on Sunday afternoon. provoking much startled laughter from the audience by having snatches of Shostakovich's First Violin Concerto rub shoulders with Autumn Leaves !). Martyn Brabbins was once again on the podium. As one American commentator once put it. it builds arch-like to a massive. playing as they come on. and it was brilliantly realised by the BBC SO which. the symphony commits suicide and leaves a note! As a theatrical experience. Of all Schnittke's works. leaving just the strings and percussion for the slow third movement. one just cannot find the right words to assess this symphony (or "anti-symphony"). and the fourth and last movement gets underway. Saturday opened with the first of two concerts by the London Sinfonietta (the second one. As such. the brass and woodwinds troop back on. A relatively subdued affair. as it were. the whole deranged circus starts all over again. it's worth remembering. climactic chord of C minor before retreating once more. it was a resounding success. but this time he cues the whole orchestra on a deafening unison C. It was followed by the world premiere of an unfinished work that Schnittke had earmarked for the London www-personal. A musical happening. but was left unfinished when Schnittke's penultimate stroke in 1994 all but dammed the creative floodtide which until then had swept away every obstacle against all odds. at the end. and began the proceedings with what might still be Schnittke's best-known work. But as far as purely musical value is concerned. for whom the symphony was written. Just as we are led to believe that this is the end.htm 6/7 . with the players marching onstage once more. It was intended to be a cantata for countertenor and orchestra. the leader bringing up the rear while playing the last few bars of Haydn's Farewell Symphony. playing all the while (with fragments of Chopin's Funeral March thrown in for good measure).umich. gave the work's Western premiere in 1986 under Gennady Rozhdestvensky. with Clio Gould and Joan Atherton the two solo violinists and John Constable at the prepared piano (whose opening solo cast its customarily creepy spell). all the wind players troop offstage. the Concerto Grosso no. And maybe that was Schnittke's aim: to create a work that defied categorisation of any kind. As it ends.14/04/14 Bio of Alfred Schnittke marvellous soloists here. curdled neo-Baroqueries rubbing shoulders with a sleazy tango and one of Schnittke's most flesh-crawling climaxes (the slowly fermenting build-up in the Recitativo third movement which is finally cut off in mid-scream). it is this one where his "polystylism" is allowed the fullest rein. It's as wild and as crazed a collage as the first movement. and the audience responded with an ovation. the conductor comes on last of all. It boded well for the rest of the Festival. there is nothing quite like it in the orchestral repertoire. I was forced to miss). Again. everyone leaves the stage. and the work is over. Brabbins presided over this whole orchestral "theatre of the absurd" with commendable sang-froid. and at the end. with its odd.1 (1977).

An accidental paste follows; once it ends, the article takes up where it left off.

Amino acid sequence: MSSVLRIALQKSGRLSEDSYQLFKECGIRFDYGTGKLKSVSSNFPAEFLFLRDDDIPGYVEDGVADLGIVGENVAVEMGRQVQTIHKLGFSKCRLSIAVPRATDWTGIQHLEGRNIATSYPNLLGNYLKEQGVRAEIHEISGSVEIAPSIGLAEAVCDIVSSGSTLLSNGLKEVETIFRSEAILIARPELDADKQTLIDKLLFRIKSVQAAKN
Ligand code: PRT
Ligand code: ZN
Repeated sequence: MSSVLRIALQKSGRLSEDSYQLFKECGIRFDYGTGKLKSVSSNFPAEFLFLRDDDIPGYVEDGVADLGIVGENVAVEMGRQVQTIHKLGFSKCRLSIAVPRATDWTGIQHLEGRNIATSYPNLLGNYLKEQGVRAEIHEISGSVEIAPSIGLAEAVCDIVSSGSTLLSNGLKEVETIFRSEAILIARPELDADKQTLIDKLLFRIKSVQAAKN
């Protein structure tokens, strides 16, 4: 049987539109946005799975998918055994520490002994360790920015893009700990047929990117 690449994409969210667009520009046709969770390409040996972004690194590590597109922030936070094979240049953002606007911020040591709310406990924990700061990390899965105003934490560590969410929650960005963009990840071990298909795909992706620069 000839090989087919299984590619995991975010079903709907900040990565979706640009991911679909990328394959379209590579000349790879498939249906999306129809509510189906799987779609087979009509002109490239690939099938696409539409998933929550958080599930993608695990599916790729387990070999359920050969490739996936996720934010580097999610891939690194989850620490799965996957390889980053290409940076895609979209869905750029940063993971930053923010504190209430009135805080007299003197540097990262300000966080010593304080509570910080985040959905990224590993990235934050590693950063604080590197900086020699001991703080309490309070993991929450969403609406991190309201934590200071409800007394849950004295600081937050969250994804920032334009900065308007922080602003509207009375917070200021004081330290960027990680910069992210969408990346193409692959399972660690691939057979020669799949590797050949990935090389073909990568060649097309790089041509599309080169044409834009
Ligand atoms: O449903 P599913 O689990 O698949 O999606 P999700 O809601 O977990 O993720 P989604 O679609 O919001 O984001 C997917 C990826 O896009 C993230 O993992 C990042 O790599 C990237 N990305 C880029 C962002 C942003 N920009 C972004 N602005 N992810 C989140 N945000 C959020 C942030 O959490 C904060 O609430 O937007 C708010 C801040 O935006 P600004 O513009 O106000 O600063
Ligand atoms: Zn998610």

Of all the Schnittke symphonies it is the slowest to reveal its secrets. mostly going at the same slow-ish tempo throughout. articulate tour guide through Schnittke's world). pain-ridden years. being a single movement of some 40 minutes' length.4 (1984). On the other hand.March 2001 Back to The Return of Are You Brave ? Festival Back to welcome page www-personal. The first movement was for strings and harpsichord only. circumspect scherzo which was finally halted by a lone celesta cluster. The second movement was a typically bald incantation for the countertenor. Paul Pellay's exploration of the Schnittke weekend continues next month. but it is also the most monolithic in a nervous. Following the interval.htm 7/7 . It was oddly bare and hermetic stuff. and did engage in some fairly intense musical argument before working up to a climax of some power.umich. The unfinished third movement was mainly for woodwinds and horns alone. we heard the two movements and the fragment of a third which was all Schnittke left of this work. Brabbins guided his forces through the Symphony no. It requires the smallest forces of any Schnittke symphony. it did accentuate the powerfully ritualistic aspect of this symphony. which was given the faute-de-mieux title of "Fragment" as the composer himself never even gave it one of his own. and Brabbins did not altogether succeed in that respect: the reticence which had been noticeable in the performance of the 4th Violin Concerto the previous evening was even more evident here.14/04/14 Bio of Alfred Schnittke Following a brief spoken introduction by Gerard McBurney (who during the weekend acted as the witty. with percussion adding some much-needed colour to offset the other music's intransigent greyness. article from Classical London #58 . typical of the work of Schnittke's last.